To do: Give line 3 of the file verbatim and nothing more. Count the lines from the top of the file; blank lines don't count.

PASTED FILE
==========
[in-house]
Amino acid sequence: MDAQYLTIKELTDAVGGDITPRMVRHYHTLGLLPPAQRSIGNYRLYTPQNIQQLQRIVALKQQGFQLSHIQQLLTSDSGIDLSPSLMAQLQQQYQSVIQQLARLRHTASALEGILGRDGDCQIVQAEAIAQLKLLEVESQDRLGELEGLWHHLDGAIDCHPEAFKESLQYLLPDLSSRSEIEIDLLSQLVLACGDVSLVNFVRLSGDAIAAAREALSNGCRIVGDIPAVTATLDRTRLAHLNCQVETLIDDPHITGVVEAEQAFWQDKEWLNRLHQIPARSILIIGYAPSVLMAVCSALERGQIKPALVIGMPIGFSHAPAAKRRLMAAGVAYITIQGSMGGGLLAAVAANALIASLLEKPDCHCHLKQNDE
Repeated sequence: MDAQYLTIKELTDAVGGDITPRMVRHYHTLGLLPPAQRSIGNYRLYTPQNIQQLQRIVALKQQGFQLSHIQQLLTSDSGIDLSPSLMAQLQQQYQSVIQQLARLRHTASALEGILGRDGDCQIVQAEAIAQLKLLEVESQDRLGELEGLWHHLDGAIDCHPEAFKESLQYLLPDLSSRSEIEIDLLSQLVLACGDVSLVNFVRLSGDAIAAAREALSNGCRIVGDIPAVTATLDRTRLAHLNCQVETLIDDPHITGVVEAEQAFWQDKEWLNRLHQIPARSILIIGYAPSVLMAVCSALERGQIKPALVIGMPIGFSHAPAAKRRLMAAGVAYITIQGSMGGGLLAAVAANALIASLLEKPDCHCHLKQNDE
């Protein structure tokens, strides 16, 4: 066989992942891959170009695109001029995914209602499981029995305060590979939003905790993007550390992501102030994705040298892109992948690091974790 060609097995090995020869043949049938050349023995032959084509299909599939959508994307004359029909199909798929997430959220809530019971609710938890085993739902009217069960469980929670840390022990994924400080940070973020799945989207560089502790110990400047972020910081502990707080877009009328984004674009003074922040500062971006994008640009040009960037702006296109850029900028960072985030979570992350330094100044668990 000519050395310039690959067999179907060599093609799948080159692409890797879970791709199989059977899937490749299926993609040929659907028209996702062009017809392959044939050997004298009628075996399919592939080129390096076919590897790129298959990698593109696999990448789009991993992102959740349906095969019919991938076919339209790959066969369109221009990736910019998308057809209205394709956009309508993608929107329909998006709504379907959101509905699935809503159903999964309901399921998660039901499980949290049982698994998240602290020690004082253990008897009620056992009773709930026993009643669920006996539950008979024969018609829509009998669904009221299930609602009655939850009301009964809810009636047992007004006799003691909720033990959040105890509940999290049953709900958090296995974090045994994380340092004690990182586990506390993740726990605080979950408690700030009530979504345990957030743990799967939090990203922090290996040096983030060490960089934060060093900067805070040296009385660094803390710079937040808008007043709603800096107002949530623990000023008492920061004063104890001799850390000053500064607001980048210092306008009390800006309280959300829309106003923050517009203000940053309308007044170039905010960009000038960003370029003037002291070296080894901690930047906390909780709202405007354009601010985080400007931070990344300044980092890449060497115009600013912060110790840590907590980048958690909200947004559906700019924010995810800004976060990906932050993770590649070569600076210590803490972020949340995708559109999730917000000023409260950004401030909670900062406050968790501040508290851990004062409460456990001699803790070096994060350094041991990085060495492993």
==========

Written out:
Repeated sequence: MDAQYLTIKELTDAVGGDITPRMVRHYHTLGLLPPAQRSIGNYRLYTPQNIQQLQRIVALKQQGFQLSHIQQLLTSDSGIDLSPSLMAQLQQQYQSVIQQLARLRHTASALEGILGRDGDCQIVQAEAIAQLKLLEVESQDRLGELEGLWHHLDGAIDCHPEAFKESLQYLLPDLSSRSEIEIDLLSQLVLACGDVSLVNFVRLSGDAIAAAREALSNGCRIVGDIPAVTATLDRTRLAHLNCQVETLIDDPHITGVVEAEQAFWQDKEWLNRLHQIPARSILIIGYAPSVLMAVCSALERGQIKPALVIGMPIGFSHAPAAKRRLMAAGVAYITIQGSMGGGLLAAVAANALIASLLEKPDCHCHLKQNDE